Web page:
Montano’s Fulbright experience strengthened her connection to her Filipina roots in “a deep and meaningful way.” She drew on her relationship with her own mother, a single Filipina who immigrated to the United States, and the experiences of the women she met during her Fulbright to create, produce, and star in The Deal, a sci-fi adventure film centered around a single mother, Tala, who makes sacrifices to protect her daughter. Reflecting on her mother’s influence on the role of Tala, she notes there are parallels in the challenges they faced as part of “the dystopian world we built.”

Sumalee Montano walking with with actor filming on set
Sumalee Montano as Tala Bayani with Emma Fischer (left) as Analyn Bayani in The Deal.  Photo courtesy of Aleksandar Letic.

A throughline in Montano’s work is a focus on fostering empathy and understanding across demographics. Montano loves that she “gets to voice characters that actually match my Filipino and Thai ethnicity” in her animated roles, such as Sharon and Nin, the central Thai mom and grandmother on The Ghost & Molly McGee, and Blessie Dalisay, the Filipina mom on Fright Krewe.  She is proud that young audiences can access these representations on major streaming platforms and video games. She has voiced the thief Yuna in the video game Ghost of Tsushima, and characters in the iconic Star Wars and World of Warcraft properties, as well as recent releases Spiderman 2, Starfield, and Dead Space.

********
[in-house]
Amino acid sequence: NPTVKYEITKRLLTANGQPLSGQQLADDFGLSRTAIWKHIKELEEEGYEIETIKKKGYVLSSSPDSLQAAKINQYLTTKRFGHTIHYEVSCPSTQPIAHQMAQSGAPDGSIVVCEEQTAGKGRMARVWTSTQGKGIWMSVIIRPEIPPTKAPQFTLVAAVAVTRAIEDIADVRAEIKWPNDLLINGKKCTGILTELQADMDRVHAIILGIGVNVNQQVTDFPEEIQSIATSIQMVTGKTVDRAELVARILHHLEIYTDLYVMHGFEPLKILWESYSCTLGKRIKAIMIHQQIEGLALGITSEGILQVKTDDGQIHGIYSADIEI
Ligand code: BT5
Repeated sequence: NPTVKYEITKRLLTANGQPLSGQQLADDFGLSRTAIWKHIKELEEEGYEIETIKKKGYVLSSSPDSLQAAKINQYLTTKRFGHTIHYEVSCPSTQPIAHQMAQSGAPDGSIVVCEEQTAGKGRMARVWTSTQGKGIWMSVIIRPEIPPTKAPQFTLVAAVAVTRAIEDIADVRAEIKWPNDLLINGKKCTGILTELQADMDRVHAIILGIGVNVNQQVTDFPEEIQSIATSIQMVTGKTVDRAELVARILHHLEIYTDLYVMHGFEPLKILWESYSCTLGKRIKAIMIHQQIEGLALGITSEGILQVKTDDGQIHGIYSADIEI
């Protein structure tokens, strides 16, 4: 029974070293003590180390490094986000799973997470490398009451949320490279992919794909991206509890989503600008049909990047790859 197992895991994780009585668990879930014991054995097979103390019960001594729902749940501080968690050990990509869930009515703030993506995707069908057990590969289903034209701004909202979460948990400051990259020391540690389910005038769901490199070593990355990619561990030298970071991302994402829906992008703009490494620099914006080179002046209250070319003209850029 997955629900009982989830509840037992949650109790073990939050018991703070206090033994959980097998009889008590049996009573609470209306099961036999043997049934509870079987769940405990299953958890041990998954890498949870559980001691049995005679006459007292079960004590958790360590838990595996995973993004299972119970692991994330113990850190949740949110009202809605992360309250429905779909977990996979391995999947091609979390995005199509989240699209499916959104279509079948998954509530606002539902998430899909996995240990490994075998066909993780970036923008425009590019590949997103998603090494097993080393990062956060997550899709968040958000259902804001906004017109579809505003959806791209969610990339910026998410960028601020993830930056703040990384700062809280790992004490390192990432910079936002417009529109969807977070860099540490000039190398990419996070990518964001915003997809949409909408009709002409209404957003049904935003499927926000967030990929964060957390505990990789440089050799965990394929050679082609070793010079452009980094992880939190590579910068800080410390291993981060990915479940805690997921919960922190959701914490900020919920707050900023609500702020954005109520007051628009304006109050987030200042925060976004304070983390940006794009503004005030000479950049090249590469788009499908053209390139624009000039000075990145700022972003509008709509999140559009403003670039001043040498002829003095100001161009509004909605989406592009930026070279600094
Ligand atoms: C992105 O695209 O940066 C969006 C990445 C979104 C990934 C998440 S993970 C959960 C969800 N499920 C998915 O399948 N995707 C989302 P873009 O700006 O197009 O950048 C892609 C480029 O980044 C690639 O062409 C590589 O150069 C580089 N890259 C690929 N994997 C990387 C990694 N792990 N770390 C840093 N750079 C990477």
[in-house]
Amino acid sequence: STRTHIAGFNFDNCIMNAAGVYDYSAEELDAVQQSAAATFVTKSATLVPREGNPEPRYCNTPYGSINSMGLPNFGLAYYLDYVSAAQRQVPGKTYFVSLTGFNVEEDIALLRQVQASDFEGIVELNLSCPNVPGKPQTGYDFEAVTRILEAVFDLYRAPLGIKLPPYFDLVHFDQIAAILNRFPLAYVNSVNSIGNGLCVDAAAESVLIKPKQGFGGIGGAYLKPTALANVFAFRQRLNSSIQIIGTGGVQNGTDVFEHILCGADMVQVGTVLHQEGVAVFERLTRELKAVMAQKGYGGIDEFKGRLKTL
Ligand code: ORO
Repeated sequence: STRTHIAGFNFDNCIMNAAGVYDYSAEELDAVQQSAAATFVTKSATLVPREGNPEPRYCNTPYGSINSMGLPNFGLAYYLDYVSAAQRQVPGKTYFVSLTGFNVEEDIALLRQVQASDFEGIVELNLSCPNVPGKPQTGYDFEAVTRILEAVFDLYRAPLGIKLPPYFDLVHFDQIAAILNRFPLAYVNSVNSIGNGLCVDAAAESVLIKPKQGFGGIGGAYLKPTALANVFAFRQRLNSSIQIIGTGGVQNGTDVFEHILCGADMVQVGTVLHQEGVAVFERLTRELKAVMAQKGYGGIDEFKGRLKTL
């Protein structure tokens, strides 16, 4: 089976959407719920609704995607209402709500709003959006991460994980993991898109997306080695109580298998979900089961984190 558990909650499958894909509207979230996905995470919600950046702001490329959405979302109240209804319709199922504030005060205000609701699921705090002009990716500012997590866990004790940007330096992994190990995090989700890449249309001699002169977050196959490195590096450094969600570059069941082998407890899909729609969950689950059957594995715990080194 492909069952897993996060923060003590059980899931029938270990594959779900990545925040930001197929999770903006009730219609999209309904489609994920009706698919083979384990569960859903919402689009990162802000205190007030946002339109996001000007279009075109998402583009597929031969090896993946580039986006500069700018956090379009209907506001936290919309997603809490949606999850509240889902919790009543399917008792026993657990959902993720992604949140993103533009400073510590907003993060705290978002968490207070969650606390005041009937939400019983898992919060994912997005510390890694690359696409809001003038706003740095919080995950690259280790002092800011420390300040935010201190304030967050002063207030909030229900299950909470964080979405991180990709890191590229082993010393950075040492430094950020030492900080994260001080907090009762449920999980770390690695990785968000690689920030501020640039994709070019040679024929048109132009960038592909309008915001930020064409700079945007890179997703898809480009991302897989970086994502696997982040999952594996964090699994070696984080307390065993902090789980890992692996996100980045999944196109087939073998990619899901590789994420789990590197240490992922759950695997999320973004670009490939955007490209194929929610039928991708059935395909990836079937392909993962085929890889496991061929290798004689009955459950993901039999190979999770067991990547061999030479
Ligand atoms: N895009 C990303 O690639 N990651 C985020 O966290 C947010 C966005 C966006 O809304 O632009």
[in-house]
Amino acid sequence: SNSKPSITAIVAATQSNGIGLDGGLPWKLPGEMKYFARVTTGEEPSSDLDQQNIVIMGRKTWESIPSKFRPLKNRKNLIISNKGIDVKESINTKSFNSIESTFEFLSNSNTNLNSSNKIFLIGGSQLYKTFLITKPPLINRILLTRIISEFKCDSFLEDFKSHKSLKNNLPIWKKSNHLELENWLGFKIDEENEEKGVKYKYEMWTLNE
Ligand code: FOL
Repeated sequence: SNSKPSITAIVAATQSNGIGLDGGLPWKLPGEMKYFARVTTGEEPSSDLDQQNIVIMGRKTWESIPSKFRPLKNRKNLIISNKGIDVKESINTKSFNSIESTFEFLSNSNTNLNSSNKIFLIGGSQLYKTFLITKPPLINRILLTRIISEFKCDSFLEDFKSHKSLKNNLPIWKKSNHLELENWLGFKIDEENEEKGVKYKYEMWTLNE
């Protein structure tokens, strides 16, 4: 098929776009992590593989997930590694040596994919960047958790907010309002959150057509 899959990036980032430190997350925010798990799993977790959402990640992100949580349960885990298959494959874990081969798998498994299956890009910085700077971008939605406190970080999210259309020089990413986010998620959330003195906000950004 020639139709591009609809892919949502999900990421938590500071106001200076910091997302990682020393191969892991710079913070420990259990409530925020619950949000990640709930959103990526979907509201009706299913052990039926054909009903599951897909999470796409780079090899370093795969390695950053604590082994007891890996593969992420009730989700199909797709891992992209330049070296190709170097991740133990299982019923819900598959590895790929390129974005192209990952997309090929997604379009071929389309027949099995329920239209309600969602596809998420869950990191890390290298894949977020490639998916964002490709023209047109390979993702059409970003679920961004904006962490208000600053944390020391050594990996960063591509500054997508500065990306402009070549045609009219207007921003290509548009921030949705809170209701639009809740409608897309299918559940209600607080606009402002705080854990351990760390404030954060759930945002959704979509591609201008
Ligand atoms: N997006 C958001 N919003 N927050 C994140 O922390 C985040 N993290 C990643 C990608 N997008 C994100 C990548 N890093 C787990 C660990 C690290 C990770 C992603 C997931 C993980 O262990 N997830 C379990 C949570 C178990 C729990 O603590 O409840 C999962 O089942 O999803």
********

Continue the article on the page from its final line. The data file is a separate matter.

Fulbright continues to influence Montano’s choice of projects to produce. The production company she founded with partner Grace Lay, LinLay Productions, reaches global audiences with culturally relevant films. For example, Nanny, the Sundance-winning narrative about a Senegalese mother working in the United States, shines light on similar themes as her Fulbright research. She was recently a judge for the Manila International Film Festival, which aims to build bridges between Filipino-Americans in Hollywood and the film community in the Philippines.

Her work through LinLay Productions has created a platform for supporting stories that uplift and amplify talent in communities underrepresented in film and television productions, as well as intergenerational stories.  Razing Liberty Square, which shows the effects of climate gentrification on a historically Black Miami neighborhood, is streaming on PBS, and Sugarcane, a gripping documentary on the investigation of an Indian residential school, was acquired by NatGeo.

Sumalee Montano standing in front of SXSW sign with two women
Montano attended the Black Barbie premiere at SxSW with her LinLay co-founder Grace Lay (left) and the film’s director, Lagueria Davis.

LinLay Productions is also behind the new documentary Black Barbie, the story of how the first Black Barbie doll was created in 1980, which has been acquired by Netflix and Shondaland. Solidarity with the Black community is important to Montano. She says, “As an Asian-American woman, broadening the stories we tell beyond the AANHPI community reminds me that we’re all interconnected. . . . I’ve found so much joy in helping to build coalitions with other communities.”